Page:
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Legislative Assembly for the ACT: 2003 Week 13 Hansard (26 November) . . Page.. 4659 ..

MR WOOD (continuing):

judge the overall government intention with the precise number from any one property, in this case Currong.

In fact, I would tell Ms Tucker that when tenants start their move, when they move from Currong to their better homes, the number of properties will exceed the fire depleted number as at 28 October 2003, the date that is contained in Ms Tucker's motion. It will exceed the fire depleted number. Really, 28 October was not a good date to pick because at that time the number was low due to the loss of 88 properties. The replacement program is well under way. By June 2004 the number of properties will be at the level they were when we came to government, or better.

As I will show, the government has thought long and hard about Currong and the welfare of its tenants. I think it is important to make it clear that Currong, with all its problems, is not a long-term option, or even a medium-term option, without the investment of considerable funds-funds beyond what is feasible or even proper. It is not appropriate either for tenants to continue to live in Currong beyond the relatively short term. Therefore, something needs to be done and, in considering its options, the government sensibly and responsibly has sought the best long-term solutions to housing the tenants from Currong.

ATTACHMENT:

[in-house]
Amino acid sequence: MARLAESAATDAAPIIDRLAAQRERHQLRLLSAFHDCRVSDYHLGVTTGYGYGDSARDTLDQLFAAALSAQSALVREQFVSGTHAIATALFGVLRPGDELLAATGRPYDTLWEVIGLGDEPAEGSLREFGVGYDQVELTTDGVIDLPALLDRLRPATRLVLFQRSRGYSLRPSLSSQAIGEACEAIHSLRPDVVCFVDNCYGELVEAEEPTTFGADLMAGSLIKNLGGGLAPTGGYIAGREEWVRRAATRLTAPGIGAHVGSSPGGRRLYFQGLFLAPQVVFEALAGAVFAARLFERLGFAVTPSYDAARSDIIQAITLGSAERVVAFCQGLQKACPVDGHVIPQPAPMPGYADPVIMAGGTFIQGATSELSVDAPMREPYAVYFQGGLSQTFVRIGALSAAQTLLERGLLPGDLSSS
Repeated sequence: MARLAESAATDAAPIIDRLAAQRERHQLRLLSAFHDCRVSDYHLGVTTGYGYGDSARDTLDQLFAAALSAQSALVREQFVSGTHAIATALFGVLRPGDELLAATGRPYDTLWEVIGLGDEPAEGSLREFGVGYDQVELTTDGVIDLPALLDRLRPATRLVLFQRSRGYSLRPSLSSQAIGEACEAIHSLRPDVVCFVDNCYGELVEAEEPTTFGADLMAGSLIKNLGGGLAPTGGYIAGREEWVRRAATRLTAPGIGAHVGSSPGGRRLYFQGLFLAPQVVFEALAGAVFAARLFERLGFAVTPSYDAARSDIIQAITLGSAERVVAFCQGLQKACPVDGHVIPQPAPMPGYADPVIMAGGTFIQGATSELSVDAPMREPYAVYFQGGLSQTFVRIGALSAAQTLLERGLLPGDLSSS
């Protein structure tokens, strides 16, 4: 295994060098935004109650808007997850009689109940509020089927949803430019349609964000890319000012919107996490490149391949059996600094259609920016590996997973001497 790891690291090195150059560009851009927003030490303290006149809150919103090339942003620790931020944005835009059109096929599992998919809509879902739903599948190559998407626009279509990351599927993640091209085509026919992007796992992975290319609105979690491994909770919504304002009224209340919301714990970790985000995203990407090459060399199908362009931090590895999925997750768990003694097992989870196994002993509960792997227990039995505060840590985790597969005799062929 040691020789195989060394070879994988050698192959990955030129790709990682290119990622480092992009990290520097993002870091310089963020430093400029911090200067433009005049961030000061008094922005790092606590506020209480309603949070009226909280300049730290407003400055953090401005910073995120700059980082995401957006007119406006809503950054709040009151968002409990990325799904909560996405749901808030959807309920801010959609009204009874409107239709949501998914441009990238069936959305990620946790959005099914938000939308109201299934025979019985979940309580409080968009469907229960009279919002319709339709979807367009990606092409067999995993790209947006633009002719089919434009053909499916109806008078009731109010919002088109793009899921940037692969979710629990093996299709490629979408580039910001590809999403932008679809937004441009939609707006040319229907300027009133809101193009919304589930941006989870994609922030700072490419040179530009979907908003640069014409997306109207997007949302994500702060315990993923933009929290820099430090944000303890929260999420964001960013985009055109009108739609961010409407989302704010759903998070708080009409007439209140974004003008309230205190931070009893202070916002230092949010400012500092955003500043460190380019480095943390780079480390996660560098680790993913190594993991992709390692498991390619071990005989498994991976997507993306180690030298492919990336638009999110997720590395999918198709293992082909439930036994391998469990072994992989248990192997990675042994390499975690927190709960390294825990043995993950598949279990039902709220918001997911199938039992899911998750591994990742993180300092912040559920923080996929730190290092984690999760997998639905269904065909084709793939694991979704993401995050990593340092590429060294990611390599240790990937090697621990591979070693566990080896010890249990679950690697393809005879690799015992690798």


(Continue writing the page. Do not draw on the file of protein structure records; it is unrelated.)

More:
When I wrote to the tenants on 27 October this year I indicated that their relocation would occur over the next 12 months. These tenants continue to have the same rights to public housing as they currently enjoy-whether where they are or somewhere better, they have the same rights. Any decision to vacate a complex of 212 units cannot be implemented overnight if a proper assessment of existing tenant needs and requests is to be fully and carefully considered and delivered. It is therefore not necessary to have 212 extra dwellings available right now while tenants are still making decisions and choices regarding which home they wish to move to. After all, the occupied units in Currong are still being used for public housing while decisions are being taken.

Ms Tucker's motion calls on the government to ensure that no residents who would prefer to stay in Currong should be relocated until an extra 212 dwellings are added to the public housing stock. If these tenants have found appropriate-and, I have no doubt, better-alternative housing that suits their needs, why should we delay them from moving? As I have said, stock numbers will return to the level they were when we came to office.

Contrary to Ms Tucker's motion, I believe it would be an irresponsible use of other public housing as it became available if the government were to, say, artificially keep these emerging properties vacant and potentially delay all allocations until we had 200 extra dwelling units available all at once. Tenants should be given the opportunity to move from Currong to better accommodation. Surely it is far more sensible to allow tenants to move as soon as practical after suitable alternative accommodation is available. It is difficult to understand what Ms Tucker is trying to achieve with that part of her motion.

Ms Tucker has also mentioned the stress on the waiting list. With the clear indication that our stock numbers will remain consistent, there is no medium, long-term or perhaps even short-term stress being added to that list.

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